Whether sifting through sand, or scrambling over a rocky shore, it's about finding treasures in every day. 

Foraging Stinging Nettles, Tasty Spring Greens

From mid-April till mid-May I keep an eye out for nettles to harvest in Southeast Alaska. I enjoy them steamed, added to soups and stews, and dry them for use through the year. Nettles are tasty and very nutritious.

 There’s a catch, though, and if you have ever touched nettles then you know it. This plant has tiny hairs that inject irritating compounds into the skin. Within seconds of brushing bare skin against a nettle plant there is a prickly burning sensation and a red rash develops. The discomfort and rash usually go away within twenty minutes or so without lasting effect, but the plant itself can be used for faster relief. Put on gloves and rub nettle leaves vigorously between your gloved hands, and then apply the mushed leaves to the rash.

A patch of young nettle plants near Juneau.

In my truck are nitrile or latex gloves, scissors, and gathering bags. Fresh greens will wilt and compost very quickly, especially in a warm car, so on gathering days I put a cooler with a few plastic bottles of ice into the truck . If you don’t have a cooler then try to keep your herbs cool, allow air to circulate freely around them, and get them processed as soon as possible.

Update! I opened a new box of nitrile gloves, and they were thinner. I was getting stung through the gloves! I doubled them and no more stings. So, if you are using 'surgical' gloves then double them.

When I am headed out on a walk by a stream, lake, or beach in April and May then I tuck those gloves, scissors, and bags into my pack, because that is where I most often find nettles here in Southeast Alaska. Near Haines I have found them along roadsides and in the forest, too.

I have also seen nettles growing near houses and old cabins. This plant is so useful that it is a great garden addition if it is contained. Nettles happily spread themselves into rich, disturbed soil and then thrive for years. That time that I “helped” a friend by weeding the nettles out of between the rows in her garden? Yeah, (*blush*) that was when I learned that nettles are prized food.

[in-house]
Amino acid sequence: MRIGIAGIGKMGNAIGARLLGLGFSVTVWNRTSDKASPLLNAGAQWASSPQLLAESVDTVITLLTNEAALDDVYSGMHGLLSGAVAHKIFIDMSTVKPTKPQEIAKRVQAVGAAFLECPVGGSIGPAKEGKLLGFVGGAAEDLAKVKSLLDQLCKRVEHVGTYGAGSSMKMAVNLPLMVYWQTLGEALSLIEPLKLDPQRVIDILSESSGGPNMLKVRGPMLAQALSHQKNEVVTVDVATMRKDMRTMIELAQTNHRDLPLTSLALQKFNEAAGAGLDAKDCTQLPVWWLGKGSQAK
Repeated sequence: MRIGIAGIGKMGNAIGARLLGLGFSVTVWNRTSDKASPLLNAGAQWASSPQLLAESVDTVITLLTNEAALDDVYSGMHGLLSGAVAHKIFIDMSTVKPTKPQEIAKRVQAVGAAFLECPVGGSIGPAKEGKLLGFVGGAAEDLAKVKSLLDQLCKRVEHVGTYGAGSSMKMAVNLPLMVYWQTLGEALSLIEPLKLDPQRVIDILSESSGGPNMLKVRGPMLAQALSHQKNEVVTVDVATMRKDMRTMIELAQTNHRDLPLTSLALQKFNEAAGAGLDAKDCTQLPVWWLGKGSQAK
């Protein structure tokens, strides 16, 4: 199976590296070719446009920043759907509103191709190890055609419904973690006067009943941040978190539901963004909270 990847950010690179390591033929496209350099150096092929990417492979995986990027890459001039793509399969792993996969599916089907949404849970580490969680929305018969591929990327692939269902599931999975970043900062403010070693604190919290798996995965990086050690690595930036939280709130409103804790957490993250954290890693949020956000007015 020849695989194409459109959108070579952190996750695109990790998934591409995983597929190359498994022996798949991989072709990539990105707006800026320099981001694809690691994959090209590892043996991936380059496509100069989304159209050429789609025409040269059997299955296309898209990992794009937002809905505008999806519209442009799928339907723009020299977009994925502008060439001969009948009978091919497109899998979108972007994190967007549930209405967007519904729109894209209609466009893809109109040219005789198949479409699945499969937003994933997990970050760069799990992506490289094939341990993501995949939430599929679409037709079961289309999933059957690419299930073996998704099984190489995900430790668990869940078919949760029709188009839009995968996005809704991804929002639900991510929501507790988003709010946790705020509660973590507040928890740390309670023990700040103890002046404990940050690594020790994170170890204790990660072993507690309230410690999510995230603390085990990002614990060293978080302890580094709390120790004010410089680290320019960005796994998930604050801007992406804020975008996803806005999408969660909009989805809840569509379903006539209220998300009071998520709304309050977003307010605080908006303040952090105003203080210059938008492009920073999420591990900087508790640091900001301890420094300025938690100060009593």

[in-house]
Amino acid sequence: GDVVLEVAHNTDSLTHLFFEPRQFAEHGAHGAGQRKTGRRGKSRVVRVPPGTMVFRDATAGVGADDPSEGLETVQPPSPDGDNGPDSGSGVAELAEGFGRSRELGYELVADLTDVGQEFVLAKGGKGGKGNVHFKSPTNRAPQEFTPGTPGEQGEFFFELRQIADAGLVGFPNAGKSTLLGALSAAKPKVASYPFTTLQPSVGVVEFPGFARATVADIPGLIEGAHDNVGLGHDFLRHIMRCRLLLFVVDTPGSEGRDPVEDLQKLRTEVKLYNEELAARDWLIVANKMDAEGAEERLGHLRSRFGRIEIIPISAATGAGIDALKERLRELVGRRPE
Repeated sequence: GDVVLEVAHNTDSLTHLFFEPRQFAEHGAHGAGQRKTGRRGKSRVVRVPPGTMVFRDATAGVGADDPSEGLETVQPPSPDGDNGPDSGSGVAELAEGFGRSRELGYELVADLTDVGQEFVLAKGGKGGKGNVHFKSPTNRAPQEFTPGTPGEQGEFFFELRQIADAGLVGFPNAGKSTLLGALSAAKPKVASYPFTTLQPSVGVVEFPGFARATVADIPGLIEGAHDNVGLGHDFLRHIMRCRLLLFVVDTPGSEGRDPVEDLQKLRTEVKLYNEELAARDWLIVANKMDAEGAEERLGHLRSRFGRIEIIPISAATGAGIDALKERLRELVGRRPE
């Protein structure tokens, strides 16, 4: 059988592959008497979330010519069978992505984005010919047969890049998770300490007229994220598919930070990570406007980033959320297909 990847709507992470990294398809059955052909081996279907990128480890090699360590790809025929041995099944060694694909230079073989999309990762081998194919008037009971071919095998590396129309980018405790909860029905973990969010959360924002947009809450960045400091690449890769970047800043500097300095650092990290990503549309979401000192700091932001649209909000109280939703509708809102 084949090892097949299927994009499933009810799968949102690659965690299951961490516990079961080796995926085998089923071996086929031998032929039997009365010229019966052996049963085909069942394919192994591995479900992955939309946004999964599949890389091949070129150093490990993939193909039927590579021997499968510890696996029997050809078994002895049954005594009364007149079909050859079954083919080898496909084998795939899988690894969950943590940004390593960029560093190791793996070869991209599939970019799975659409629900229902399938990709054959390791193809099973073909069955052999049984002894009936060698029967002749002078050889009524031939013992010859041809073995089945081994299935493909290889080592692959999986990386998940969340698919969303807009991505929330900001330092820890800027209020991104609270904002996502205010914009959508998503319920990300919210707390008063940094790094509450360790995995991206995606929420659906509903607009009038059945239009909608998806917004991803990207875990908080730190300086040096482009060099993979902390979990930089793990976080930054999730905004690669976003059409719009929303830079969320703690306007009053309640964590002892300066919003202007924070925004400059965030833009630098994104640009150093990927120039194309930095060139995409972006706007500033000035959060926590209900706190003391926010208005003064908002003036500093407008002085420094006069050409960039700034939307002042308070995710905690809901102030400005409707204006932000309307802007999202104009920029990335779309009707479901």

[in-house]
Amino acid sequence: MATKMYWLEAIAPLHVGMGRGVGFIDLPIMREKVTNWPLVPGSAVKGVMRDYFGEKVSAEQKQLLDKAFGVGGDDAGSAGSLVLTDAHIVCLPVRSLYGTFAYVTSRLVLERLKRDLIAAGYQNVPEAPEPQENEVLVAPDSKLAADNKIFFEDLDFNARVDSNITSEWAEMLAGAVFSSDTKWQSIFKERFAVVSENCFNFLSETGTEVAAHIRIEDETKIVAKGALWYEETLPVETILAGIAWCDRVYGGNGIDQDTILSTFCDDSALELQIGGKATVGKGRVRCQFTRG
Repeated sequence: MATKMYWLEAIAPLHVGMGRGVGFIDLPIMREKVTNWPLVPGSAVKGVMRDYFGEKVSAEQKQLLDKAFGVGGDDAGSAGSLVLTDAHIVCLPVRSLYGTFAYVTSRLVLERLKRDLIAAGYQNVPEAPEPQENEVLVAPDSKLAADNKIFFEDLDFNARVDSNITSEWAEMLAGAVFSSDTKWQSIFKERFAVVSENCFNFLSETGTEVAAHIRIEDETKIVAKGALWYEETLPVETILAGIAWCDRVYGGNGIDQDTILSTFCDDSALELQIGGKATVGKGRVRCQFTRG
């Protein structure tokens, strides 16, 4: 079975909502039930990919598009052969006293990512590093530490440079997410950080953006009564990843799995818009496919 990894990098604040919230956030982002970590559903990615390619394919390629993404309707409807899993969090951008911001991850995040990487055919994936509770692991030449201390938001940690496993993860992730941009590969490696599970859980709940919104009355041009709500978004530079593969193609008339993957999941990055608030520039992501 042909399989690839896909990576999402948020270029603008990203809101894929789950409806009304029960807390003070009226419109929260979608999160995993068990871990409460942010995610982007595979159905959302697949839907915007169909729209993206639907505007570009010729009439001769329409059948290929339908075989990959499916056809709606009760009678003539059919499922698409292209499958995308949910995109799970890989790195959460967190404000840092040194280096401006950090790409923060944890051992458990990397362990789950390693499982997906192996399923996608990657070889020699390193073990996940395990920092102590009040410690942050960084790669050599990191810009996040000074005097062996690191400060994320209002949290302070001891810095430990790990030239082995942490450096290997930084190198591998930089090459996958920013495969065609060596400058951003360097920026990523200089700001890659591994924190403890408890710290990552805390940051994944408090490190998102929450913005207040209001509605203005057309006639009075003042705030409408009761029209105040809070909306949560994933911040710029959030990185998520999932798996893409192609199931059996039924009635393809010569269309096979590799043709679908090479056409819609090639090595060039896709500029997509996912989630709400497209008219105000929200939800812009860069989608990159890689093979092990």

See the stinging hairs on the stem? They are on the leaves, too, with more on the underside than on the upper surface. (Click on photo to enlarge it)

The nettles in this photo are middle to right. The lighter green leaves on the left are thimbleberry and salmonberry.

So you don’t want to get stung to figure out if it is the right plant. Nettles have erect stems, up to 7 feet tall, opposite leaves with toothed edges, and have tiny hairs (sometimes difficult to see) protruding from leaves and stems. There are several varieties of nettles, so the leaves may be lanceolate, oval, or heart-shaped with pointed tips. Early in the year the new leaves are often red or purple. That said, there are other plants that look similar, so I look closely for those little stinging hairs poking out, especially from the stem. Please don’t use only the photos on this page to identify the plant. There are recommended books listed at the bottom of the page that will help with identification.

I use the top portion of the plant when it is very young, snipping it off with scissors. The whole plant may be okay to use when it is under ten inches high, but I always leave the bottom half of the plant so that it will regenerate more quickly for a second harvest. As the nettles get bigger I take the new growth only. Never use older, more mature leaves, as they contain substances that irritate your innards. And those buggy leaves? Leave those alone. They are a little bit yucky, and most likely have chemicals in them that the plant is producing to fight the bugs.

When I harvest nettles for steaming I put them loosely into paper bags or a plastic grocery bag, leaving the top open. Yes, gathering herbs in plastic bags is not recommended, but some days it is so rainy here that baskets and paper bags just don't work well. Garbage bags, even the white kitchen trash bags, often have pesticides added to them, so I stay away from those when gathering food. And, of course, gather only what you can process that day.

I often find yellow violets near nettle patches. This is another edible and medicinal plant!

In a few days I will post more about the nutritional value of nettles, and about preserving and using them. Right now, though, the river is calling so I must go walk along it's banks.

Great books:

  • Discovering Wild Plants by Janice Schofield
  • Plants of Coastal British Columbia including Washington, Oregon, and Alaska by Pojar and MacKinnon
  • Medicinal Plants of the Pacific West by Michael Moore

Happy Foraging!

Alaska Beachcomber

Related posts: Wild Tea,  Harvesting Devil's Club Root,  Devil's Club Salve and Tincture, 

And check out the Food and Medicine from Nature index for more!